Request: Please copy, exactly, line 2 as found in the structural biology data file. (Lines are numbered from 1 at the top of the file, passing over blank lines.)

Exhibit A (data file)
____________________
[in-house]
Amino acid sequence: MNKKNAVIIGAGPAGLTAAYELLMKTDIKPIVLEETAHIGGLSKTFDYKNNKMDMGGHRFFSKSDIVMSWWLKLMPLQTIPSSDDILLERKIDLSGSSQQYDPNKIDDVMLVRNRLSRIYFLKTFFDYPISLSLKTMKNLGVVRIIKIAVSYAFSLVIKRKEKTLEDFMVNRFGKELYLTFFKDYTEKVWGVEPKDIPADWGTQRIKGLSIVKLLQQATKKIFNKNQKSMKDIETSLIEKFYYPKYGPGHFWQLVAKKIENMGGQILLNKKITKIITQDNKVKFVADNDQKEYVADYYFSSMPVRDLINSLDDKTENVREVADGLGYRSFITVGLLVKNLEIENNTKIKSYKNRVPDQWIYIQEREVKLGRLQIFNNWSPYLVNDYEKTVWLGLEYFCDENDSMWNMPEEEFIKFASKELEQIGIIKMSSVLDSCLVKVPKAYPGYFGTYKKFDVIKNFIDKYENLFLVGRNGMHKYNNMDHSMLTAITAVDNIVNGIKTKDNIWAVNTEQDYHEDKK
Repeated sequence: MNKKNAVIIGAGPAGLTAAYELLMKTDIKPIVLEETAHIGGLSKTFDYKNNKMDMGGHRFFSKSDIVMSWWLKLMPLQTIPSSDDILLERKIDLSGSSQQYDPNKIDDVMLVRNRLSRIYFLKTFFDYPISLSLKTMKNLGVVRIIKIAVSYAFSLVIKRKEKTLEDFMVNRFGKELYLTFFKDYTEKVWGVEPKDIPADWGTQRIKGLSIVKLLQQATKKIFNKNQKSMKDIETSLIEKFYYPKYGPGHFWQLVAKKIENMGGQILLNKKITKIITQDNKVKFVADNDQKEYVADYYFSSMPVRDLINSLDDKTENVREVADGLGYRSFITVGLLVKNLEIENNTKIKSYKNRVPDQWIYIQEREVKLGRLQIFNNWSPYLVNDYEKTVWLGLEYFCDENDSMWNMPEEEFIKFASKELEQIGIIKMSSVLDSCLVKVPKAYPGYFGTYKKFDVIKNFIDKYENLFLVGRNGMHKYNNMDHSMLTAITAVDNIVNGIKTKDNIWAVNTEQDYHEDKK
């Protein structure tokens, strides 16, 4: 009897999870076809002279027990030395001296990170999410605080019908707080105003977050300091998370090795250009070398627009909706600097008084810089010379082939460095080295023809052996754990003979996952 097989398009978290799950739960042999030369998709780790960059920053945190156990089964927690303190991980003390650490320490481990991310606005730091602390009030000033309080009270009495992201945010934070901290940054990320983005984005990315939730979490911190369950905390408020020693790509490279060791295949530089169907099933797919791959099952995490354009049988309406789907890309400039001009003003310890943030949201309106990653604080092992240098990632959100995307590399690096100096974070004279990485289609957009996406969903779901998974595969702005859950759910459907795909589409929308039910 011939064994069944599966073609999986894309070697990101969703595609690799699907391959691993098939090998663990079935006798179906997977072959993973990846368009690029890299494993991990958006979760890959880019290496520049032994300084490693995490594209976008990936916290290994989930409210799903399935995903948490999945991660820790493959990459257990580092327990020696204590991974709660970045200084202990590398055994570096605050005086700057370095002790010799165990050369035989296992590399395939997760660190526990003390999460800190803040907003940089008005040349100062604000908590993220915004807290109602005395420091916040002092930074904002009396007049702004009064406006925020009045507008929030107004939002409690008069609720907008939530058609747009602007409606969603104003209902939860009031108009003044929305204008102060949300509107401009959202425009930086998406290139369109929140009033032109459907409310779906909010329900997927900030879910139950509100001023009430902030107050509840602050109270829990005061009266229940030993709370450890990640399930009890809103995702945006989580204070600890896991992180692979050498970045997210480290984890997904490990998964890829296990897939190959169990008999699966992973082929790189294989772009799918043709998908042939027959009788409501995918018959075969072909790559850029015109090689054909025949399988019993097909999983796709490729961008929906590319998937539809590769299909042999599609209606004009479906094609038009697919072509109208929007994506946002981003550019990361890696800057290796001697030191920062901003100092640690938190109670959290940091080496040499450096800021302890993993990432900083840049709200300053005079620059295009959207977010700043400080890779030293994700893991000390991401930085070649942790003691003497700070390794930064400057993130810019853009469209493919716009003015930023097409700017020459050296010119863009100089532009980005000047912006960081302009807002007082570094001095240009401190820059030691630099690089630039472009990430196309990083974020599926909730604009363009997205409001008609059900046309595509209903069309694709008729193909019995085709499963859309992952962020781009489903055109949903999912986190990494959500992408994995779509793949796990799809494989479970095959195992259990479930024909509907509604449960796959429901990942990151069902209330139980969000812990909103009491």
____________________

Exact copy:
Amino acid sequence: MNKKNAVIIGAGPAGLTAAYELLMKTDIKPIVLEETAHIGGLSKTFDYKNNKMDMGGHRFFSKSDIVMSWWLKLMPLQTIPSSDDILLERKIDLSGSSQQYDPNKIDDVMLVRNRLSRIYFLKTFFDYPISLSLKTMKNLGVVRIIKIAVSYAFSLVIKRKEKTLEDFMVNRFGKELYLTFFKDYTEKVWGVEPKDIPADWGTQRIKGLSIVKLLQQATKKIFNKNQKSMKDIETSLIEKFYYPKYGPGHFWQLVAKKIENMGGQILLNKKITKIITQDNKVKFVADNDQKEYVADYYFSSMPVRDLINSLDDKTENVREVADGLGYRSFITVGLLVKNLEIENNTKIKSYKNRVPDQWIYIQEREVKLGRLQIFNNWSPYLVNDYEKTVWLGLEYFCDENDSMWNMPEEEFIKFASKELEQIGIIKMSSVLDSCLVKVPKAYPGYFGTYKKFDVIKNFIDKYENLFLVGRNGMHKYNNMDHSMLTAITAVDNIVNGIKTKDNIWAVNTEQDYHEDKK